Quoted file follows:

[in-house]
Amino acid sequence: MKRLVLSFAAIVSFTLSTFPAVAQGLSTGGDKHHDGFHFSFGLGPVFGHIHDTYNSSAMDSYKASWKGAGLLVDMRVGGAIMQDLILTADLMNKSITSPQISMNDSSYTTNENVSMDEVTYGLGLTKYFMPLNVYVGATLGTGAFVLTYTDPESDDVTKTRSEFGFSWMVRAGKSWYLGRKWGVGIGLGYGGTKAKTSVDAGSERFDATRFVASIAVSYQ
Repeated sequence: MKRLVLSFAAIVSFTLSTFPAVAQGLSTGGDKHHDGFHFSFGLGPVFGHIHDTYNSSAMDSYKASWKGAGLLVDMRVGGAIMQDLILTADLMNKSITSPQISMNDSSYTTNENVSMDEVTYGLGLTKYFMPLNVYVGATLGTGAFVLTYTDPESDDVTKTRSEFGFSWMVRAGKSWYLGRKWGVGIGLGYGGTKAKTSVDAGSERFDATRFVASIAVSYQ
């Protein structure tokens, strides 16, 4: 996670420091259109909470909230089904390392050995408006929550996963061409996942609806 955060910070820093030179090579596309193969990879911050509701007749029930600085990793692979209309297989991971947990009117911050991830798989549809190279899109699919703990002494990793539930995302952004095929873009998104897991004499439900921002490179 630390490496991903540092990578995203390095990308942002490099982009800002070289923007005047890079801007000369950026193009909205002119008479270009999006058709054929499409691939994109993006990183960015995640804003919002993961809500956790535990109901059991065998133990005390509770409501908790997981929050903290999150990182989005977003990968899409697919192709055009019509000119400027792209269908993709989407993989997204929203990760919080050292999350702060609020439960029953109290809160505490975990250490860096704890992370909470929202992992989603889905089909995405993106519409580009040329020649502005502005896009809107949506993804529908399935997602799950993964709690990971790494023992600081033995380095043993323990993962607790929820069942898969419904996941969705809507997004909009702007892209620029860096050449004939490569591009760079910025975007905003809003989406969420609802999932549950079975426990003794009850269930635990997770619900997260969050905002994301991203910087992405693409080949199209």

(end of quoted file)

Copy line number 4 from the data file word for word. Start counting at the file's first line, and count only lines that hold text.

């Protein structure tokens, strides 16, 4: 996670420091259109909470909230089904390392050995408006929550996963061409996942609806 955060910070820093030179090579596309193969990879911050509701007749029930600085990793692979209309297989991971947990009117911050991830798989549809190279899109699919703990002494990793539930995302952004095929873009998104897991004499439900921002490179 630390490496991903540092990578995203390095990308942002490099982009800002070289923007005047890079801007000369950026193009909205002119008479270009999006058709054929499409691939994109993006990183960015995640804003919002993961809500956790535990109901059991065998133990005390509770409501908790997981929050903290999150990182989005977003990968899409697919192709055009019509000119400027792209269908993709989407993989997204929203990760919080050292999350702060609020439960029953109290809160505490975990250490860096704890992370909470929202992992989603889905089909995405993106519409580009040329020649502005502005896009809107949506993804529908399935997602799950993964709690990971790494023992600081033995380095043993323990993962607790929820069942898969419904996941969705809507997004909009702007892209620029860096050449004939490569591009760079910025975007905003809003989406969420609802999932549950079975426990003794009850269930635990997770619900997260969050905002994301991203910087992405693409080949199209």